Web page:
SOC2087 : Identity and Difference in Multicultural Britain
- Offered for Year: 2019/20
- Module Leader(s): Dr Jan Dobbernack
- Owning School: Geography, Politics & Sociology
- Teaching Location: Newcastle City Campus
|Semester 2 Credit Value:||20|
The aim of this module is to explore the re-making of majority and minority identities that accompanies Britain’s multicultural drift. It investigates the sociological and political circumstances of ethno-religious and “racial” diversity in the United Kingdom. It familiarizes students with empirical and theoretical models that account for the British experience of pluralism. A particular focus is on the contestations, mobilizations and counter-movements that constitute the politics of identity and difference in contemporary Britain.
Specific module aims:
- to consider increasing levels of diversity in British society and to trace its “multicultural drift”;
- to investigate descriptive and normative models that account for the British experience;
- to examine the success and failure of political models for the governance and regulation of diversity;
- to explore political movements for equality and the recognition of “difference”, both historically and with an interest in current mobilizations;
- to analyse counter-movements and various forms of anti-pluralist “backlash politics”.
Outline Of Syllabus
The module begins with an overview of pluralism in British society, exploring its historical development and contemporary social dynamics. It then examines analytical and normative models that bring different dimensions of diversity into view and investigates their potentials and blind spots. In a third part, the module considers a number of key concepts, such as “citizenship”, “secularism” and “integration”, that play a role in the governance of diversity and that present themselves as a focus of political claims-making and social movement activity. Finally, it examines mobilizations for equality and respect with an interest in historical and contemporary forms and the dynamics that underpin today’s anti-pluralist backlash.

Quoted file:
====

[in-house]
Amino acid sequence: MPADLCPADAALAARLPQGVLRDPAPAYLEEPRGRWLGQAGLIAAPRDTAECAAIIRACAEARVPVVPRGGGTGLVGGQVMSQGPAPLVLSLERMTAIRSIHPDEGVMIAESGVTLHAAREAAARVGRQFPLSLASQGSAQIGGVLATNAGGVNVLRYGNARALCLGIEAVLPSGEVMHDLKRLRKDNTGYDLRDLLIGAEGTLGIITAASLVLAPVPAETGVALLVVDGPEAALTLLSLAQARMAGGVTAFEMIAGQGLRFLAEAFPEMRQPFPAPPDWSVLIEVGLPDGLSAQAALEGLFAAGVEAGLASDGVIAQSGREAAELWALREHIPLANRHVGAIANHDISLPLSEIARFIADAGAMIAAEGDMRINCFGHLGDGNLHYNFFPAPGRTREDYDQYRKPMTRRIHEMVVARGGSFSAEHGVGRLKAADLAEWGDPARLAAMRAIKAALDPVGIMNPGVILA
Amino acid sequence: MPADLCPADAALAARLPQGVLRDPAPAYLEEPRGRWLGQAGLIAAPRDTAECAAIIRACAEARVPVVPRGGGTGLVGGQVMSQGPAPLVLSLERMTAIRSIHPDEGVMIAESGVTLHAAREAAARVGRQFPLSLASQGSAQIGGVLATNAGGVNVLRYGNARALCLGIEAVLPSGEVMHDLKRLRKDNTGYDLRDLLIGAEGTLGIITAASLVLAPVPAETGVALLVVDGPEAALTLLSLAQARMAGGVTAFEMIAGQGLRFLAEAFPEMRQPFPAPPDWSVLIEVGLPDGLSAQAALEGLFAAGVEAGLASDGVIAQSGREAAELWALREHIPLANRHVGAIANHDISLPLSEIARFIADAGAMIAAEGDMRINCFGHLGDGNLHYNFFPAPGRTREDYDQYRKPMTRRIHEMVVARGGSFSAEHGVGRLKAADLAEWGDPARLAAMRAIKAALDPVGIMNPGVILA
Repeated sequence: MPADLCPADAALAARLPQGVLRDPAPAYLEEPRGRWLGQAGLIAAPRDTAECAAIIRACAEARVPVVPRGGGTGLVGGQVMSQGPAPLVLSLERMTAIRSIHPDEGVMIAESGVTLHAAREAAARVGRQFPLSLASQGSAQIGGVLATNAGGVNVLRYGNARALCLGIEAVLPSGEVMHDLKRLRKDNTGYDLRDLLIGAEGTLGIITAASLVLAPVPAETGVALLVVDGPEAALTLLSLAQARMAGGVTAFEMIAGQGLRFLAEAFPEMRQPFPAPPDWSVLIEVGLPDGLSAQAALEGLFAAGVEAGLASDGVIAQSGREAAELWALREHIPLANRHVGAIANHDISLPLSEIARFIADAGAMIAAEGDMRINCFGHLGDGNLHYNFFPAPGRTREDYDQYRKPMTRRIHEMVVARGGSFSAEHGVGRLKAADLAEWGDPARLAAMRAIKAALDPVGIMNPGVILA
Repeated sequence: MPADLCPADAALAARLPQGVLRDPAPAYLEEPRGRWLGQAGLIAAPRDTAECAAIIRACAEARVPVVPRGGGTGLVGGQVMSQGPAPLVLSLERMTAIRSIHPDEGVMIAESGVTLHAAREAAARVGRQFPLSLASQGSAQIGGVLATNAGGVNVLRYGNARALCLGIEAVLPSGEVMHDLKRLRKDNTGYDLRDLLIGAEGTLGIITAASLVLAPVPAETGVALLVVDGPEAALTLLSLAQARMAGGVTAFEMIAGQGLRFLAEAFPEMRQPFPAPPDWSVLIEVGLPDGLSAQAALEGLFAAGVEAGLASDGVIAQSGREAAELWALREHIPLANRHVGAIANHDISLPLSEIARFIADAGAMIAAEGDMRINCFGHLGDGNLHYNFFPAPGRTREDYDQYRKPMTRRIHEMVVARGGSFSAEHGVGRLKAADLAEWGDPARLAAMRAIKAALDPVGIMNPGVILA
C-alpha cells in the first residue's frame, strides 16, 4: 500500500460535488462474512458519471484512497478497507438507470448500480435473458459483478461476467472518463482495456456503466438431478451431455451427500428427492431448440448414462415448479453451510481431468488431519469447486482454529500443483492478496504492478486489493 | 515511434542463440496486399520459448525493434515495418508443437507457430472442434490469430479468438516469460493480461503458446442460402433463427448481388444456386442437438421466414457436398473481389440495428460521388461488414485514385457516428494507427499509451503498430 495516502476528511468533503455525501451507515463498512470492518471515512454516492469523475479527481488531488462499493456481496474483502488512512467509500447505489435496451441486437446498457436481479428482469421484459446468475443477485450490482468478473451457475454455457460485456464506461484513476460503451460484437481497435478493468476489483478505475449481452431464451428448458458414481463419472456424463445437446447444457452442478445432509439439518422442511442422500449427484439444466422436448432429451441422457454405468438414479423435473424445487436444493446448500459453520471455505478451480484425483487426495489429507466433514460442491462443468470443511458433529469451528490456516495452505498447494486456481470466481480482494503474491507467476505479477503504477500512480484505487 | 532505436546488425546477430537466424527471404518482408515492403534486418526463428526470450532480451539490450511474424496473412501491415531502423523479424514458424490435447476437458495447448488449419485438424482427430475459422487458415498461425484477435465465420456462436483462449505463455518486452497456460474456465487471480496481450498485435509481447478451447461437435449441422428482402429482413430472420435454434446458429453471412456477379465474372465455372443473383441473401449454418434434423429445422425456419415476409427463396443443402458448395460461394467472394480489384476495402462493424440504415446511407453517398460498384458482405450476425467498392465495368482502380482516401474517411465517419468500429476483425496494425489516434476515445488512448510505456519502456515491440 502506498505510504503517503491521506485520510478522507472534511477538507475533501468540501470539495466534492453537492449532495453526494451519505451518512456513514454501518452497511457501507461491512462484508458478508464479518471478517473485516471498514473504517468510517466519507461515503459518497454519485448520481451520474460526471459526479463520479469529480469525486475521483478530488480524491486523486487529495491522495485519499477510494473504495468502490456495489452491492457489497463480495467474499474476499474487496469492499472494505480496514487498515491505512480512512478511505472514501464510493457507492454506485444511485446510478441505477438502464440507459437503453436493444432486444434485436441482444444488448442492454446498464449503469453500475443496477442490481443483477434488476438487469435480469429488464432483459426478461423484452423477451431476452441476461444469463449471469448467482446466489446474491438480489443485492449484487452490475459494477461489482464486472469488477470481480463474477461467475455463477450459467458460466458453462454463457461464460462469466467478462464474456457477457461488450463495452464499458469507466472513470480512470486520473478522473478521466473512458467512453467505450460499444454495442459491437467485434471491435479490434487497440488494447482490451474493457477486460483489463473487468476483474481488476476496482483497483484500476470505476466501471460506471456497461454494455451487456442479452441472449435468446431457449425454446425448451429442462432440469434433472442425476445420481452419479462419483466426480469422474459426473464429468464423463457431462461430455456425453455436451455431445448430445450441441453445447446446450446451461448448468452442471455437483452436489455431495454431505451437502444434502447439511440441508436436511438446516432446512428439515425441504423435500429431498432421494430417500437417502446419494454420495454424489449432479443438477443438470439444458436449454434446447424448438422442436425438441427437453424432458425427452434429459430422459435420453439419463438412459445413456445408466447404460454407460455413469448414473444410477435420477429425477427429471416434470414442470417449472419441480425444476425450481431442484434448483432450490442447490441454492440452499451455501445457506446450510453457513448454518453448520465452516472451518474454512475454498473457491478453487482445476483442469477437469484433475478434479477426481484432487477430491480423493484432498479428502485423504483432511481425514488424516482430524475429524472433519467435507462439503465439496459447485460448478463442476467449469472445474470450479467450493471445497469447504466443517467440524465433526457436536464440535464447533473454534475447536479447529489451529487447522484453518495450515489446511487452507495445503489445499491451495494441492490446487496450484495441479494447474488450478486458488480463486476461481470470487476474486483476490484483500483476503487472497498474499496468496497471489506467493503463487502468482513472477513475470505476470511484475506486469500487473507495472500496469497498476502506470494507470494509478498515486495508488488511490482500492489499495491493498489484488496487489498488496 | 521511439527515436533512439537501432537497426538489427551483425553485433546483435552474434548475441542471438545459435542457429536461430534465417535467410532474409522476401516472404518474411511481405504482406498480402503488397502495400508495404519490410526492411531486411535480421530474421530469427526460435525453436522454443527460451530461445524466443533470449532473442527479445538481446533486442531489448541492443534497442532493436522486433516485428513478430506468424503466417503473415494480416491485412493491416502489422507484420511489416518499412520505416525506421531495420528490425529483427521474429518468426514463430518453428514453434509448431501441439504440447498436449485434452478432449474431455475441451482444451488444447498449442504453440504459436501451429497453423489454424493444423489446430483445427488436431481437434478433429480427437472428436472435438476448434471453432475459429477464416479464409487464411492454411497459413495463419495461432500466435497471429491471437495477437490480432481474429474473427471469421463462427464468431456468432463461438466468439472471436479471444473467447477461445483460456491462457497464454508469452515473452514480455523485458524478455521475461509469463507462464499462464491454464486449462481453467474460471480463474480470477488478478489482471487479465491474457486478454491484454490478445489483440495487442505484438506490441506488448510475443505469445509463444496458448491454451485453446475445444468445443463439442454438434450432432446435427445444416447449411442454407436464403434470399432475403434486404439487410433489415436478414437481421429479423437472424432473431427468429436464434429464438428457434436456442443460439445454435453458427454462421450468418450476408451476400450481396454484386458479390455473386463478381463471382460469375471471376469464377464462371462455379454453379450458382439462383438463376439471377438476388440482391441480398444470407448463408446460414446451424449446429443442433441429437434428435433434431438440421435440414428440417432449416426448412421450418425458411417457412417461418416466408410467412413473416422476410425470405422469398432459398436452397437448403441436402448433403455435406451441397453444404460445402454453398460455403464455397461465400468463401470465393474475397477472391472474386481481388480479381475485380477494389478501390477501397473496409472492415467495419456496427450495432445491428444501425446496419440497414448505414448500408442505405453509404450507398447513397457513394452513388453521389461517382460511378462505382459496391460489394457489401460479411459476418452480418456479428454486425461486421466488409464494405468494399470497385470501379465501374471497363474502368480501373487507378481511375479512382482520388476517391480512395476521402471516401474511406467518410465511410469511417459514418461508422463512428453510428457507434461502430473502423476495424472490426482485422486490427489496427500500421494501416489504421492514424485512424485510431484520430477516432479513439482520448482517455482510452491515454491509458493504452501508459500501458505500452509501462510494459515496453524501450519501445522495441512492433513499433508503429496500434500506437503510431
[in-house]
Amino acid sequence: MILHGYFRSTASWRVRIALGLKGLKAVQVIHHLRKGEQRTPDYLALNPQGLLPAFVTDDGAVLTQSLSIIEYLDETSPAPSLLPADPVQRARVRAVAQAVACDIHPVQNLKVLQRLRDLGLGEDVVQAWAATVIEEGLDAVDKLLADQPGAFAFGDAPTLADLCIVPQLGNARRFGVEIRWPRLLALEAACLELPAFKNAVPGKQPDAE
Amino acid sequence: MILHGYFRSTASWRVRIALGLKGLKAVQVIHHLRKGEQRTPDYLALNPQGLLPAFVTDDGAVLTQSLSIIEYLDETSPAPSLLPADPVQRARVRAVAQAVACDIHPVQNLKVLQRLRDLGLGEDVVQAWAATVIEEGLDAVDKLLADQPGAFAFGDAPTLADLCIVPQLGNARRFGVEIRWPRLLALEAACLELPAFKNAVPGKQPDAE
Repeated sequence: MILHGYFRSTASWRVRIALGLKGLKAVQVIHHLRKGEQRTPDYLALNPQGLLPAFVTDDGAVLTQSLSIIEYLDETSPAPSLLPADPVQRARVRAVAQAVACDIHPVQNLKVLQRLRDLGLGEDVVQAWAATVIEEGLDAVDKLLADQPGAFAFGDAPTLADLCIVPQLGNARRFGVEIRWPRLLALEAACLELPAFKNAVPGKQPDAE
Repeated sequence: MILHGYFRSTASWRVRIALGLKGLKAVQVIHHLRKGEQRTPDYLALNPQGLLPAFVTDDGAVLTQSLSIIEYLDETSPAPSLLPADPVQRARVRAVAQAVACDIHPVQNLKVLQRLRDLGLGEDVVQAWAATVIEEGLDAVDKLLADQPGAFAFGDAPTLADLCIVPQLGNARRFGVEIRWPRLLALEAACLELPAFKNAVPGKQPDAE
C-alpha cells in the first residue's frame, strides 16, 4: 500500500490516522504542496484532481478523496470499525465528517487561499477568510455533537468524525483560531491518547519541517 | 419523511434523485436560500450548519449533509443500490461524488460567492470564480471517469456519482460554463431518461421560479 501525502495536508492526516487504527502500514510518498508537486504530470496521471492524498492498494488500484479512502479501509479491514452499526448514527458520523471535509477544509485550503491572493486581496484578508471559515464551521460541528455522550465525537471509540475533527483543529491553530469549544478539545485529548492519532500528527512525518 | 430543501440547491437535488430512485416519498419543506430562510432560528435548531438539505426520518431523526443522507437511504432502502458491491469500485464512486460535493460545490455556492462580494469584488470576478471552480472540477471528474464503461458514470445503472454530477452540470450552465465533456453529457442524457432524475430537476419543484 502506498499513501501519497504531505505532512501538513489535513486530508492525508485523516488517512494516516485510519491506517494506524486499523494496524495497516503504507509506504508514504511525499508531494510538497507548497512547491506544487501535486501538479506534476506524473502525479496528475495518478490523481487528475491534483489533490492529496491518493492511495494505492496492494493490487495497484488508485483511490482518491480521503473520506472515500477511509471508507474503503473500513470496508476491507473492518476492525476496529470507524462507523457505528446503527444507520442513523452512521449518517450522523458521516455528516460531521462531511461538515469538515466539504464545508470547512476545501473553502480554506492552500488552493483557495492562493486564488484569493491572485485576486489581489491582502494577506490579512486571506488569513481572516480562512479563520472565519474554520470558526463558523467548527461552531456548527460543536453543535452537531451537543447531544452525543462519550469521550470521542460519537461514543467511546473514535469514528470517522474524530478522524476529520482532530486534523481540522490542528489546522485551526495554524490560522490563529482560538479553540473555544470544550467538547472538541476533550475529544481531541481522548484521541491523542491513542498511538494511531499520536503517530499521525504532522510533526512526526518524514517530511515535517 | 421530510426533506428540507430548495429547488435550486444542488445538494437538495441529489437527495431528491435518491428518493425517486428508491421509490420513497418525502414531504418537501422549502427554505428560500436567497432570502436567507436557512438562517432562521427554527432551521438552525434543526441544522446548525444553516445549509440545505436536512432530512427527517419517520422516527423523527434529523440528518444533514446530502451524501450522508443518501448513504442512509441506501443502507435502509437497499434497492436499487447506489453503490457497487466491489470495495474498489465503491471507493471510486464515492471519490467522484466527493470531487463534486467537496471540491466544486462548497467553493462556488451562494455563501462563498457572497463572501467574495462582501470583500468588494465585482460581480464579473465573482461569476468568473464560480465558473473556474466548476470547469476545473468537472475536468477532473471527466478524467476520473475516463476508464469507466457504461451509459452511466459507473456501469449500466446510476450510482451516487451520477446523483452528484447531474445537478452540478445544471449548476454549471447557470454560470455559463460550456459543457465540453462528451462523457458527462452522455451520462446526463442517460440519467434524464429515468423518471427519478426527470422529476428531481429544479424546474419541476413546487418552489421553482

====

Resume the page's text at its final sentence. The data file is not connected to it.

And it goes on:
|Guided Independent Study||Assessment preparation and completion||1||100:00||100:00||Assessment preparation and reading for lectures|
|Scheduled Learning And Teaching Activities||Lecture||12||2:00||24:00||N/A|
|Guided Independent Study||Directed research and reading||1||64:00||64:00||Seminar Preparation|
|Scheduled Learning And Teaching Activities||Small group teaching||8||1:00||8:00||N/A|
|Scheduled Learning And Teaching Activities||Workshops||2||2:00||4:00||N/A|
Teaching Rationale And Relationship
Lectures familiarize students with ideas and concepts that are relevant for understanding ethno-religious diversity in Britain and the social and political transformations that are part of Britain’s “multicultural drift”. Seminars consolidate knowledge and provide students with structured tasks and readings. They also provide a forum for discussion and the application of theories to empirical case material. Seminar questions and tasks in preparation for the seminars will be listed for each seminar topic in advance. Private study includes preparation for lectures and seminars and preparation for completing the assignments.
The format of resits will be determined by the Board of Examiners
|Essay||2||M||50||Essay of 2,000 words|
|Report||2||M||50||Report of 2,000 words|
|Report||2||M||Optional outline plan of max. one page for the case study report|
Assessment Rationale And Relationship
The assessed essay (50%) encourages students to read widely around a topic and critically engage with the literature. It gives students the opportunity to evaluate and compare different theoretical perspectives by applying them to empirical case material. It evaluates students’ ability to think creatively and draw connections between sociological and political circumstances of ethno-religious pluralism.
The assessed report (50%) asks students to explore a specific instance where ethno-religious diversity occasions political contestation. It gives students considerable freedom in choosing a case that allows for an exploration of local issues in their wider socio-political context. This assessment is accompanied by guidance and research training as part of the module workshops. Students also have the opportunity to submit a formative piece of work in the form of research plan to obtain feedback prior to the production of the assessed report.